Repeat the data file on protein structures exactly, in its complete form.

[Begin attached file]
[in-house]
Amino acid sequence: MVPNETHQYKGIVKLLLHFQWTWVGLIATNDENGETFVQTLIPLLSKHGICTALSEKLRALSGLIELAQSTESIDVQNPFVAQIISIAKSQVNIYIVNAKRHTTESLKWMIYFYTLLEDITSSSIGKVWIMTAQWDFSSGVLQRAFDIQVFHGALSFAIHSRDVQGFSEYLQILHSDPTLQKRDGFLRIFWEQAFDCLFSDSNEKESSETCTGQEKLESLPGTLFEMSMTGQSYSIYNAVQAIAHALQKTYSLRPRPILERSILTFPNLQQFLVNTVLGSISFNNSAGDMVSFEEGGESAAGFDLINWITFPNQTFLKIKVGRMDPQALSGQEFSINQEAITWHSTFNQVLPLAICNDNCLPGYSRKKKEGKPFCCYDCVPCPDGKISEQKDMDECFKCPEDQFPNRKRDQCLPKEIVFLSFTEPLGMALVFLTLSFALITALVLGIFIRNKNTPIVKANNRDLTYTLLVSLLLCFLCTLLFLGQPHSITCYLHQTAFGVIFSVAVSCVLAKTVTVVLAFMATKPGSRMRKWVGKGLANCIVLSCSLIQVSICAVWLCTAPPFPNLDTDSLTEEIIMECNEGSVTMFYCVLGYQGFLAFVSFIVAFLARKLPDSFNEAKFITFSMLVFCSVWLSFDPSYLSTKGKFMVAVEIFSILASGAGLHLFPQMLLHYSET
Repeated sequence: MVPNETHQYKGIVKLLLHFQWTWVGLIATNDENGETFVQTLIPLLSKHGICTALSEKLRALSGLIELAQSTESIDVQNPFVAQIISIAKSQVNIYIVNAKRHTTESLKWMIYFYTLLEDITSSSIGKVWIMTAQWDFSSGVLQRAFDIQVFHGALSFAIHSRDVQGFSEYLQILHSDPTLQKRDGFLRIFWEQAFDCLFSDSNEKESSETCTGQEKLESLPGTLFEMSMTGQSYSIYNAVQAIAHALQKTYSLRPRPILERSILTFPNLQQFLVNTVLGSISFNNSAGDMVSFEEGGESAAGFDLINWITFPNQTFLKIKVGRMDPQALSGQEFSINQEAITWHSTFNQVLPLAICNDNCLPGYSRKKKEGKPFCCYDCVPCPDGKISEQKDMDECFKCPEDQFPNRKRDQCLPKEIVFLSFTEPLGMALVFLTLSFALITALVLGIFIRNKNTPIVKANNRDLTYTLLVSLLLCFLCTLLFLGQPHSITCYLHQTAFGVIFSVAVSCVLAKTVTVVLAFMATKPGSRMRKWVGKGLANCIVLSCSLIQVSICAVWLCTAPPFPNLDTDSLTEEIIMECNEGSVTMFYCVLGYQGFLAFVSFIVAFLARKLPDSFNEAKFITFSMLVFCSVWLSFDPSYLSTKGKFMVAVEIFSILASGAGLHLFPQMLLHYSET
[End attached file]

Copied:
[in-house]
Amino acid sequence: MVPNETHQYKGIVKLLLHFQWTWVGLIATNDENGETFVQTLIPLLSKHGICTALSEKLRALSGLIELAQSTESIDVQNPFVAQIISIAKSQVNIYIVNAKRHTTESLKWMIYFYTLLEDITSSSIGKVWIMTAQWDFSSGVLQRAFDIQVFHGALSFAIHSRDVQGFSEYLQILHSDPTLQKRDGFLRIFWEQAFDCLFSDSNEKESSETCTGQEKLESLPGTLFEMSMTGQSYSIYNAVQAIAHALQKTYSLRPRPILERSILTFPNLQQFLVNTVLGSISFNNSAGDMVSFEEGGESAAGFDLINWITFPNQTFLKIKVGRMDPQALSGQEFSINQEAITWHSTFNQVLPLAICNDNCLPGYSRKKKEGKPFCCYDCVPCPDGKISEQKDMDECFKCPEDQFPNRKRDQCLPKEIVFLSFTEPLGMALVFLTLSFALITALVLGIFIRNKNTPIVKANNRDLTYTLLVSLLLCFLCTLLFLGQPHSITCYLHQTAFGVIFSVAVSCVLAKTVTVVLAFMATKPGSRMRKWVGKGLANCIVLSCSLIQVSICAVWLCTAPPFPNLDTDSLTEEIIMECNEGSVTMFYCVLGYQGFLAFVSFIVAFLARKLPDSFNEAKFITFSMLVFCSVWLSFDPSYLSTKGKFMVAVEIFSILASGAGLHLFPQMLLHYSET
Repeated sequence: MVPNETHQYKGIVKLLLHFQWTWVGLIATNDENGETFVQTLIPLLSKHGICTALSEKLRALSGLIELAQSTESIDVQNPFVAQIISIAKSQVNIYIVNAKRHTTESLKWMIYFYTLLEDITSSSIGKVWIMTAQWDFSSGVLQRAFDIQVFHGALSFAIHSRDVQGFSEYLQILHSDPTLQKRDGFLRIFWEQAFDCLFSDSNEKESSETCTGQEKLESLPGTLFEMSMTGQSYSIYNAVQAIAHALQKTYSLRPRPILERSILTFPNLQQFLVNTVLGSISFNNSAGDMVSFEEGGESAAGFDLINWITFPNQTFLKIKVGRMDPQALSGQEFSINQEAITWHSTFNQVLPLAICNDNCLPGYSRKKKEGKPFCCYDCVPCPDGKISEQKDMDECFKCPEDQFPNRKRDQCLPKEIVFLSFTEPLGMALVFLTLSFALITALVLGIFIRNKNTPIVKANNRDLTYTLLVSLLLCFLCTLLFLGQPHSITCYLHQTAFGVIFSVAVSCVLAKTVTVVLAFMATKPGSRMRKWVGKGLANCIVLSCSLIQVSICAVWLCTAPPFPNLDTDSLTEEIIMECNEGSVTMFYCVLGYQGFLAFVSFIVAFLARKLPDSFNEAKFITFSMLVFCSVWLSFDPSYLSTKGKFMVAVEIFSILASGAGLHLFPQMLLHYSET